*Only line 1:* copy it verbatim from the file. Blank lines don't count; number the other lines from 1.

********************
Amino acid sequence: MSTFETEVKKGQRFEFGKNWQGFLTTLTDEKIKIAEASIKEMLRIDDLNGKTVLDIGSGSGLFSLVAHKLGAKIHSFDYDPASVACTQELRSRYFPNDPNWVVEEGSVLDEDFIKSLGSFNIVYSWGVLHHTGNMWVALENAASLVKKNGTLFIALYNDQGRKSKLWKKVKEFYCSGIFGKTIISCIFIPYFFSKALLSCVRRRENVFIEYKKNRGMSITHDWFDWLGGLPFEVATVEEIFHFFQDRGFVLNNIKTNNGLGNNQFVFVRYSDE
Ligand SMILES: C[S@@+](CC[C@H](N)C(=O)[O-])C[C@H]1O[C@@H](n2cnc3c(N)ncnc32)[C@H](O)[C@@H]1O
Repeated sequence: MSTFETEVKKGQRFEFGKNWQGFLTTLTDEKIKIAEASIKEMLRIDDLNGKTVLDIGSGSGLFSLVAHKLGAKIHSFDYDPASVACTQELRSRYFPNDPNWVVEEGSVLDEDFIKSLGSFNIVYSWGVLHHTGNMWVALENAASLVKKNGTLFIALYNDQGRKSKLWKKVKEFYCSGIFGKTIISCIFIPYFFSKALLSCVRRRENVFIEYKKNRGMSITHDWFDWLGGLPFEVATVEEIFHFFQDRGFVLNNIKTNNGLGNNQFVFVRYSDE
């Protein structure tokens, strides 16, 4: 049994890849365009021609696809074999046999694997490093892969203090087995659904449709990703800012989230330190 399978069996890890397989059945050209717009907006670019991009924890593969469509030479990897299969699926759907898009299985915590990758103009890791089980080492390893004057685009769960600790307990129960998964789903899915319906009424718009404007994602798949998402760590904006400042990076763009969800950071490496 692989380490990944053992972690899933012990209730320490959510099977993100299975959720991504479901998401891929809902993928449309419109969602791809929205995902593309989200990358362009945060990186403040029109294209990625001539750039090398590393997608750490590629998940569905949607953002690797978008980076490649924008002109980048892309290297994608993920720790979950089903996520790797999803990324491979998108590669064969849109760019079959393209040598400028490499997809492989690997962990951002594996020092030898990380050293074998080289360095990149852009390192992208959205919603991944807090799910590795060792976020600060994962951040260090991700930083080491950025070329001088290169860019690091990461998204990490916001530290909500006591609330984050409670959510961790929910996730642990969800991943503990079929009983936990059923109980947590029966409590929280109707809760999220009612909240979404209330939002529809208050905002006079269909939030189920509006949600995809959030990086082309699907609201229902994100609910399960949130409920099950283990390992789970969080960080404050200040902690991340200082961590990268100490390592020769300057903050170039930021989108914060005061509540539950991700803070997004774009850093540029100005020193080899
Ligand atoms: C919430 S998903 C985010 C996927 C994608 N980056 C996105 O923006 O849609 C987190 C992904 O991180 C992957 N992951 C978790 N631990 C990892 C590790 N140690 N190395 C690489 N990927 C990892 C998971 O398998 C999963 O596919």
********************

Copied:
Amino acid sequence: MSTFETEVKKGQRFEFGKNWQGFLTTLTDEKIKIAEASIKEMLRIDDLNGKTVLDIGSGSGLFSLVAHKLGAKIHSFDYDPASVACTQELRSRYFPNDPNWVVEEGSVLDEDFIKSLGSFNIVYSWGVLHHTGNMWVALENAASLVKKNGTLFIALYNDQGRKSKLWKKVKEFYCSGIFGKTIISCIFIPYFFSKALLSCVRRRENVFIEYKKNRGMSITHDWFDWLGGLPFEVATVEEIFHFFQDRGFVLNNIKTNNGLGNNQFVFVRYSDE